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Child Safeguarding And Sport
- AuthorChristian Edwards
We all know how important it is encourage children to participate and flourish in sport, however we should also remember that the safeguarding of children involved in sporting activities is of paramount importance.
Whilst for some years now, those involved in coaching or mentoring children may have been subject to CRB checks (now covered under the Disclosure and Barring Service following the implementation of the Protection of Freedoms Act 2012), this system has not been without criticism; particularly in terms of it being seen to be reactive rather than proactive. Accordingly, the UK government continues to work and promote legislation in order to ensure the welfare and safety of children.
Larger organisations such as the Football Association have in place their own additional safeguards and requirements. Such organisations have both the resources and knowledge to implement the safeguards. However for smaller and often volunteer led organisations, this is not always the case. It is the smaller local club/organisation which is the trigger for any sporting career as most if not all children start playing or participating in sport through their local club.
As is described further below, these local clubs are bound by the same provisions as the regional or national clubs/organisations.
The evolving legislation and requirements impact on all organisations/employers notwithstanding their nature, size and knowledge; and with particular reference to children. The law does not give any leeway to smaller and amateur organisations and applies across the board.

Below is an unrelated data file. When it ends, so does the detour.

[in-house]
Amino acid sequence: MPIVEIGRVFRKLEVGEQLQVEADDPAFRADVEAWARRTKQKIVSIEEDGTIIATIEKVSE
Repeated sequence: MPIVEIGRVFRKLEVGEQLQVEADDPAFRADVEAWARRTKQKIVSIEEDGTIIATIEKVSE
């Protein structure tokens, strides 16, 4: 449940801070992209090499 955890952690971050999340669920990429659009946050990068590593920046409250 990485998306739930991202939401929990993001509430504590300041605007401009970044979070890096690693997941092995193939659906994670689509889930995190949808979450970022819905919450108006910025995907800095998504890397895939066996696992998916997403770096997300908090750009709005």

The legal framework for the safeguarding of children in sport is found in such legislation as the Safeguarding Vulnerable Groups Act 2006 (“the SVGA”) and the Protection of Freedoms Act 2012 (“the PFA”). The intention of the SVGA is to ensure an effective means of identifying and barring those persons who are deemed to be unsuitable for work with children and vulnerable adults. The PFA in turn, sets out the definition of “regulated activity” to identify those types of activities which would be covered by the SVGA.
Take as an example a local football club with a number of children’s teams from under 8’s upwards. Often those people involved in helping to coach children play the sport are parent volunteers who give up their time to help develop their child’s interest in the game. Often such clubs are run by a committee; again usually volunteers or sometimes with a paid club secretary or administrator responsible for the day to day running of the club.
Under the provisions of the SVGA:
- Are regulated activities being carried out (see further below)?
- There is a duty not to employ or use as a volunteer a person who is on the “barred list”; and
- It is a criminal offence not to refer someone who is dismissed/resigns and is suspected of “harm” to a child.